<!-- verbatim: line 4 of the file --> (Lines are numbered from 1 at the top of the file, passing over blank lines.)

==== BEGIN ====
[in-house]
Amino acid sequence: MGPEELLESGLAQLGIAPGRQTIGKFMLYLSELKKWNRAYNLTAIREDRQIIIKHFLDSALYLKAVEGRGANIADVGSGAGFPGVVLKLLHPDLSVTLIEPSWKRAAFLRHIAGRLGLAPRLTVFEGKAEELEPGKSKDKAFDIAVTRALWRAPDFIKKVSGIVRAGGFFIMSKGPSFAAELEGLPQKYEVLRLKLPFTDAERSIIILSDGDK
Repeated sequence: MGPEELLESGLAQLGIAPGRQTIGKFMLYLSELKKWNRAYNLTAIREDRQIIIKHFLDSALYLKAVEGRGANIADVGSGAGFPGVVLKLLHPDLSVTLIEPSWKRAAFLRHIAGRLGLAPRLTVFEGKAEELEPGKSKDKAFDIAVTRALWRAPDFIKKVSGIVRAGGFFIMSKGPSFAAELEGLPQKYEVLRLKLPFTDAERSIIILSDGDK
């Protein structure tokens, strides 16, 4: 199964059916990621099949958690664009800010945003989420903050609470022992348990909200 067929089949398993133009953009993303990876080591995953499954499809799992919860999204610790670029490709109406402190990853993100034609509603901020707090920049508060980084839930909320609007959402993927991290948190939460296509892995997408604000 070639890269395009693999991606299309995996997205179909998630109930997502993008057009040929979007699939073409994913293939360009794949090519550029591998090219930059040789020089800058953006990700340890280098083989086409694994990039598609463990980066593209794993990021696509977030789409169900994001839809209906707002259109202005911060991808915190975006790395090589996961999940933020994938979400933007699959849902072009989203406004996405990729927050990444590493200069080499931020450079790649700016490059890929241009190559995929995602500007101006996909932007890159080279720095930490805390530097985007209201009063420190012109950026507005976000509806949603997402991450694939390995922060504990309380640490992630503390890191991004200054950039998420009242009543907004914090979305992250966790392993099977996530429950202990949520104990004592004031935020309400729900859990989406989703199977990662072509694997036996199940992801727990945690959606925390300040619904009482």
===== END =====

């Protein structure tokens, strides 16, 4: 199964059916990621099949958690664009800010945003989420903050609470022992348990909200 067929089949398993133009953009993303990876080591995953499954499809799992919860999204610790670029490709109406402190990853993100034609509603901020707090920049508060980084839930909320609007959402993927991290948190939460296509892995997408604000 070639890269395009693999991606299309995996997205179909998630109930997502993008057009040929979007699939073409994913293939360009794949090519550029591998090219930059040789020089800058953006990700340890280098083989086409694994990039598609463990980066593209794993990021696509977030789409169900994001839809209906707002259109202005911060991808915190975006790395090589996961999940933020994938979400933007699959849902072009989203406004996405990729927050990444590493200069080499931020450079790649700016490059890929241009190559995929995602500007101006996909932007890159080279720095930490805390530097985007209201009063420190012109950026507005976000509806949603997402991450694939390995922060504990309380640490992630503390890191991004200054950039998420009242009543907004914090979305992250966790392993099977996530429950202990949520104990004592004031935020309400729900859990989406989703199977990662072509694997036996199940992801727990945690959606925390300040619904009482």